Mentions: Genomic DNA from all subjects (and parents, in select cases) was hybridised onto tiling path bacterial artificial chromosome (BAC) arrays for copy number analysis as previously described.10 Image analysis was performed using the BlueFuse package (BlueGnome, Cambridge, UK). A subgrid loss corrected log2 ratio of the background subtracted test/control was calculated for each clone. Fluorescence in situ hybridisation (FISH) validation of genomic DNA CNVs was performed with Phi29 DNA polymerase amplified BAC clones as previously described.11 Three BAC clones were selected for each FISH experiment: (1) a left clone flanking the CNV (proximal to the centromere) was labelled with Biotin (Roche, Nutley, New Jersey, USA) detected with Streptavidin Cy5 (Jackson Immunoresearch Laboratories, West Grove, Pennsylvania, USA) and pseudocoloured in yellow; (2) a right clone flanking the CNV (distal to the centromere) was labelled with Spectrum Green dNTP (1.6 nmole, Vysis, Abbott Molecular Inc, Des Plaines, Illinois, USA) and pseudocoloured in green; and (3) clones within the change were labelled with Spectrum Orange dNTP (1.6 nmole, Vysis) and pseudocoloured in red (fig 1). In all, seven different clones from within the CNVs were tested (tables 1 and 2). Metaphase chromosomes from each subject were derived from normal B lymphocytes as previously described (www.riedlab.nci.nih.gov/protocols.asp). After hybridisation, slides were washed three times in 50% formamide and 2XSSC at 45°C and subsequently in 1XSSC at 45°C. Biotin labelled flanking clones were detected by incubating hybridised slides with a 1:200 dilution of Streptavidin Cy5 Ab. Slides were stained with DAPI and mounted with antifade (phenylene diamine).

Bottom Line: These variations were fluorescence in situ hybridisation (FISH) validated and the end points further delineated using a custom fine tiling oligonucleotide array.CNTN4 plays an essential role in the formation, maintenance, and plasticity of neuronal networks.Disruption of this gene is known to cause developmental delay and mental retardation.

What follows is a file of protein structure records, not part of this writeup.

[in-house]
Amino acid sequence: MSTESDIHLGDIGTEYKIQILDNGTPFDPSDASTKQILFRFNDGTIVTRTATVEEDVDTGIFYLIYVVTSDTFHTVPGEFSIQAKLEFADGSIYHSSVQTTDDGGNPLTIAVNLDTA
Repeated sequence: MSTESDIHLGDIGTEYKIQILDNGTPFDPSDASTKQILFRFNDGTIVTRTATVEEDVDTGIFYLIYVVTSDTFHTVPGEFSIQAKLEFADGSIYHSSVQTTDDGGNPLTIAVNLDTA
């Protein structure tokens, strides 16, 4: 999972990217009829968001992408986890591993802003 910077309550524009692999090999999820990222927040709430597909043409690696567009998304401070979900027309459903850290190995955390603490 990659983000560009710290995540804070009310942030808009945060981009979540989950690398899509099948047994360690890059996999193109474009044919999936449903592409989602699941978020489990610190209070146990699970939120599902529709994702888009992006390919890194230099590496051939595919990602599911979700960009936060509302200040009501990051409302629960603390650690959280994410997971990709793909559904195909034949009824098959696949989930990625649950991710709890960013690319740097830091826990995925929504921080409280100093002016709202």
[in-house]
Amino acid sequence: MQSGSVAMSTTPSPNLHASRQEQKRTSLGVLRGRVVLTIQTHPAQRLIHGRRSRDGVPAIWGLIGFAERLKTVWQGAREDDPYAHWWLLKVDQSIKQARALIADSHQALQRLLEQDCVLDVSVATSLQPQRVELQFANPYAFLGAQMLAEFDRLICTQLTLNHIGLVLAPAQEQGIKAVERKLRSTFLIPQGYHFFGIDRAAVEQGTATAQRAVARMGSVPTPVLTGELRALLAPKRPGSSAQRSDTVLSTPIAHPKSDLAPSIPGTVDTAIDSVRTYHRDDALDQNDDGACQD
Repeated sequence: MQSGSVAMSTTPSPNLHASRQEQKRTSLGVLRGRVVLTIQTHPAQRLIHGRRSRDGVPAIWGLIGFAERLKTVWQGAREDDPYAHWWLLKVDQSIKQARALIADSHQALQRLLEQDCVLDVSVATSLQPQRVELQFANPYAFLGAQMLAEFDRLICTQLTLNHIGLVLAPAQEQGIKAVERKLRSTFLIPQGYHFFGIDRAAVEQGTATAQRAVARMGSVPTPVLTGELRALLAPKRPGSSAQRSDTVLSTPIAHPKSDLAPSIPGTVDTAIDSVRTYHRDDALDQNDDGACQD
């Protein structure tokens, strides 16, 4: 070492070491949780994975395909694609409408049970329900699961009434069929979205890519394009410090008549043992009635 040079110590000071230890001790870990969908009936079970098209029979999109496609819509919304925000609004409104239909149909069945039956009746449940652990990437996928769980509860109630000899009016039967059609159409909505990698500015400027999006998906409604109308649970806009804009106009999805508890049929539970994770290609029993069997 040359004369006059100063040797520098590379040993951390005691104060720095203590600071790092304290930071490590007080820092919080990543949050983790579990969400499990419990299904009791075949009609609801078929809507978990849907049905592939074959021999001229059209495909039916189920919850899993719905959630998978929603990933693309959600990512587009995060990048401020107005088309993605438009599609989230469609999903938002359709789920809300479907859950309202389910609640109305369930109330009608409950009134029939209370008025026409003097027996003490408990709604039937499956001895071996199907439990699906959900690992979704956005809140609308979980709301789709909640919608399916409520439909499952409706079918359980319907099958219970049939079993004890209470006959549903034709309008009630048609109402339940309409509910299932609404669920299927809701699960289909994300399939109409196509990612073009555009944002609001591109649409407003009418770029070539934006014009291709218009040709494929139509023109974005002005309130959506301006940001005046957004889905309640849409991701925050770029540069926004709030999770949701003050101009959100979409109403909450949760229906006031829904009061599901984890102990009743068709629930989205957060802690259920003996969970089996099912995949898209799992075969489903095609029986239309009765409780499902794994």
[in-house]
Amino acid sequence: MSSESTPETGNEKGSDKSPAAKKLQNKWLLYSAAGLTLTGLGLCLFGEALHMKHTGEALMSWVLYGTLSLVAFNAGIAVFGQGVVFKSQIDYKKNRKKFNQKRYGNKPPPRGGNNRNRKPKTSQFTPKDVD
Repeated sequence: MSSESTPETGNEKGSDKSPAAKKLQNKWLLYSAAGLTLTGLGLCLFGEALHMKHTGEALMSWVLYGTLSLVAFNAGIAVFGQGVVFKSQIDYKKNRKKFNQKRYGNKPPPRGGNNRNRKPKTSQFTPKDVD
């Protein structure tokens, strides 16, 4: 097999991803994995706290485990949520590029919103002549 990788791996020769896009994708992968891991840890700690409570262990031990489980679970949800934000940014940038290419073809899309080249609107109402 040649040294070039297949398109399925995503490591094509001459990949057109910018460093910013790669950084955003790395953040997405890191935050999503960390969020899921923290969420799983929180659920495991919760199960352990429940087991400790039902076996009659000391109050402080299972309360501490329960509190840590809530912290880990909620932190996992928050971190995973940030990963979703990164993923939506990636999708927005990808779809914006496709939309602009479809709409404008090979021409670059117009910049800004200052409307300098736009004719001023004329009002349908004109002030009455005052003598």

View Article: PubMed Central - PubMed

ABSTRACT

Background: Autism spectrum disorder (ASD) is a developmental disorder of the central nervous system of largely unknown aetiology. The prevalence of the syndrome underscores the need for biological markers and a clearer understanding of pathogenesis. For these reasons, a genetic study of idiopathic ASD was undertaken.

Methods and results: Array based comparative genomic hybridisation identified a paternally inherited chromosome 3 copy number variation (CNV) in three

Subjects: a deletion in two siblings and a duplication in a third, unrelated individual. These variations were fluorescence in situ hybridisation (FISH) validated and the end points further delineated using a custom fine tiling oligonucleotide array. Polymerase chain reaction (PCR) products unique to the rearrangements were amplified and sequence analysis revealed the variations to have resulted from Alu Y mediated unequal recombinations interrupting contactin 4 (CNTN4).

Conclusion: CNTN4 plays an essential role in the formation, maintenance, and plasticity of neuronal networks. Disruption of this gene is known to cause developmental delay and mental retardation. This report suggests that mutations affecting CNTN4 function may be relevant to ASD pathogenesis.

Show MeSH
Related in: MedlinePlus